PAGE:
The following is an outline of Canada’s Court System.
The Supreme Court of Canada is Canada’s final court of appeal with nine judges representing the four major regions of the country. Three must be from Quebec, to adequately represent the civil law system.
The federal government has established the Federal Court (which specializes in areas such as intellectual property, maritime and aviation law, federal-provincial disputes and civil cases related to terrorism), the Tax Court (which specializes in hearing appeals from tax assessments, and the Federal Court of Appeal which reviews the decisions of both these courts.
The court system is roughly the same across Canada. Except for Nunavut, each province has three levels: provincial and territorial, or lower, courts; superior courts; and appeal courts. The Nunavut Court of Justice has a single-level trial court.
Administrative boards and tribunals
There are disputes that are not dealt with in the courts in the primary instance. Different kinds of administrative tribunals and boards deal with disputes over the interpretation and application of laws and regulations, such as entitlement to employment insurance or disability benefits, refugee claims, and human rights.
Administrative tribunals are less formal than courts and are not part of the court system. However, they play an essential role in resolving disputes in Canadian society. Decisions of administrative tribunals may be reviewed in court to ensure that tribunals act fairly and according to the law.
Litigation Costs, Awards, Punitive Damages and Security for Costs
The general rule in Canada is that the successful party is entitled to be compensated for at least some of its legal costs (i.e. fees and disbursements) by the losing party. This rule applies to virtually all proceedings in Canadian Courts whether it be in respect of an interlocutory motion, a trial or an appeal. Depending upon the circumstances involved, the Court generally awards the successful party its legal costs on one of two scales: partial indemnity (i.e. approximately 35%-50% of actual legal costs), or substantial indemnity (i.e. approximately 60%-90% of actual legal costs). In making such orders for the payment of legal costs to the successful party, the Courts in Canada discourage frivolous proceedings and encourage litigants to make and to consider reasonable offers to settle.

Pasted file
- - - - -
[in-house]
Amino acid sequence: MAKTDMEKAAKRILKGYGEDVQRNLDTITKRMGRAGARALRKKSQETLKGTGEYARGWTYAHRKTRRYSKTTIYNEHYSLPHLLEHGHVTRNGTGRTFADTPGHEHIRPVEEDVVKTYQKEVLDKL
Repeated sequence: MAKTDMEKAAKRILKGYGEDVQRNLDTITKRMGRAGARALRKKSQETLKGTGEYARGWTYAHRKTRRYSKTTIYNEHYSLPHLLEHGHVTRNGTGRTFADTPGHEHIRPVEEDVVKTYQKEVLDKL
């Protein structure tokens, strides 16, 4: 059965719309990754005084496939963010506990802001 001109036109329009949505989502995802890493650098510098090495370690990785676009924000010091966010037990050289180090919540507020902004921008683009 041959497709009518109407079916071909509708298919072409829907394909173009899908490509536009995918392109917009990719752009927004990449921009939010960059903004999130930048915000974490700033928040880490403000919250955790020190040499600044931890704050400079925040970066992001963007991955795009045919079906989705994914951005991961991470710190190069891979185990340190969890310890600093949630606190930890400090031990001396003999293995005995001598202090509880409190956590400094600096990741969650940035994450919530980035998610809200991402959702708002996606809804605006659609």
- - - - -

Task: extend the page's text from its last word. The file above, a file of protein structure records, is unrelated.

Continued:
Civil jury trials are rare in Canada as there is no such constitutional right. While a party may request a trial by jury, the Canadian courts have a broad discretion to refuse a party’s request for trial by jury where it is felt that the issues are too complex or the other party might be prejudiced.
General damages for pain and suffering are capped. A party can reasonably expect to obtain on account of pain and suffering in a personal injury action to an amount less than CDN$350,000 (indexed to inflation).
Punitive damages are rare.
Foreign clients seeking to commence litigation in Canada should be aware of the fact that because successful litigants in Canada have a right to recover a portion of their legal costs if successful, a foreign litigant without assets in the Canadian jurisdiction in which the litigation has been commenced might be ordered by the Court to post security for the other party’s costs of defending the proceeding. When ordered, the security is often posted by way of bond or payment (by lump sum or installments) into Court to be held by the accountant of the Court pending determination of the proceeding.
Civil procedure rules governing litigation in Canada allow for the exchange of pleadings, followed by an exchange of documents relevant to the dispute. Examinations for discovery (depositions) are permitted of single representatives of the parties only, except with leave of the court. Many cases in major urban areas are case-managed by judges or court officials who attempt to ensure that cases move forward in an orderly fashion to trial.
The discovery and production of electronically stored information, commonly called e-discovery, has become an increasingly significant issue in litigation across Canada. A national committee has produced the Sedona Canada Principles to establish national guidelines for electronic discovery. These guidelines are thought to be compatible with the rules of procedure in each of the Canadian territories and provinces.